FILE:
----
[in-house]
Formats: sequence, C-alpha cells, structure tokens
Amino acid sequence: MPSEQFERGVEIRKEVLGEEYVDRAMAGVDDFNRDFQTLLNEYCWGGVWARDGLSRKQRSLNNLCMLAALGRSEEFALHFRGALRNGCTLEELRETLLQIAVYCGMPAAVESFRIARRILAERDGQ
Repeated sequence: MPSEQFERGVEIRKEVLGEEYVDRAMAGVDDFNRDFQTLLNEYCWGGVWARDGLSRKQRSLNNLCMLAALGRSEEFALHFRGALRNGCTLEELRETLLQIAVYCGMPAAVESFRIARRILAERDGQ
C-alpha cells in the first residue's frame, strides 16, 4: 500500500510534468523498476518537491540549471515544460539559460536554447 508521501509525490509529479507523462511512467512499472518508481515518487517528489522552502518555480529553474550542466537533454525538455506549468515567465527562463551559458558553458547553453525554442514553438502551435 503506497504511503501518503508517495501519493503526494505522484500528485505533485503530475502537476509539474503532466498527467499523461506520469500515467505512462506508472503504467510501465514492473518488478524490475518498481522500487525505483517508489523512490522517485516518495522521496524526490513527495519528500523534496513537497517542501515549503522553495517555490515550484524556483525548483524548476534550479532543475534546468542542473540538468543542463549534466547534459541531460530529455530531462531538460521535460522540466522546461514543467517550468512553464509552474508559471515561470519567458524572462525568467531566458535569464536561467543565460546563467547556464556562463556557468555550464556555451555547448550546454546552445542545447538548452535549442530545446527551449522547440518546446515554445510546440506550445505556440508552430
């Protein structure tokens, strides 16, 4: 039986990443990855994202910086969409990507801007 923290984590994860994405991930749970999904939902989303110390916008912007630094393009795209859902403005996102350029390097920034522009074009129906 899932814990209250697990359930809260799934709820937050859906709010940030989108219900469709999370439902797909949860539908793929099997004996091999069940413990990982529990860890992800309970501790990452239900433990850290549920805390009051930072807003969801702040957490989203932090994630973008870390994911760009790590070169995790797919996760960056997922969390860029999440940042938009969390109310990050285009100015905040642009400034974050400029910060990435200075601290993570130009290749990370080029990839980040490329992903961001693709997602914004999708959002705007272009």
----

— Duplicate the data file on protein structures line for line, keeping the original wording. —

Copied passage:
[in-house]
Formats: sequence, C-alpha cells, structure tokens
Amino acid sequence: MPSEQFERGVEIRKEVLGEEYVDRAMAGVDDFNRDFQTLLNEYCWGGVWARDGLSRKQRSLNNLCMLAALGRSEEFALHFRGALRNGCTLEELRETLLQIAVYCGMPAAVESFRIARRILAERDGQ
Repeated sequence: MPSEQFERGVEIRKEVLGEEYVDRAMAGVDDFNRDFQTLLNEYCWGGVWARDGLSRKQRSLNNLCMLAALGRSEEFALHFRGALRNGCTLEELRETLLQIAVYCGMPAAVESFRIARRILAERDGQ
C-alpha cells in the first residue's frame, strides 16, 4: 500500500510534468523498476518537491540549471515544460539559460536554447 508521501509525490509529479507523462511512467512499472518508481515518487517528489522552502518555480529553474550542466537533454525538455506549468515567465527562463551559458558553458547553453525554442514553438502551435 503506497504511503501518503508517495501519493503526494505522484500528485505533485503530475502537476509539474503532466498527467499523461506520469500515467505512462506508472503504467510501465514492473518488478524490475518498481522500487525505483517508489523512490522517485516518495522521496524526490513527495519528500523534496513537497517542501515549503522553495517555490515550484524556483525548483524548476534550479532543475534546468542542473540538468543542463549534466547534459541531460530529455530531462531538460521535460522540466522546461514543467517550468512553464509552474508559471515561470519567458524572462525568467531566458535569464536561467543565460546563467547556464556562463556557468555550464556555451555547448550546454546552445542545447538548452535549442530545446527551449522547440518546446515554445510546440506550445505556440508552430
């Protein structure tokens, strides 16, 4: 039986990443990855994202910086969409990507801007 923290984590994860994405991930749970999904939902989303110390916008912007630094393009795209859902403005996102350029390097920034522009074009129906 899932814990209250697990359930809260799934709820937050859906709010940030989108219900469709999370439902797909949860539908793929099997004996091999069940413990990982529990860890992800309970501790990452239900433990850290549920805390009051930072807003969801702040957490989203932090994630973008870390994911760009790590070169995790797919996760960056997922969390860029999440940042938009969390109310990050285009100015905040642009400034974050400029910060990435200075601290993570130009290749990370080029990839980040490329992903961001693709997602914004999708959002705007272009």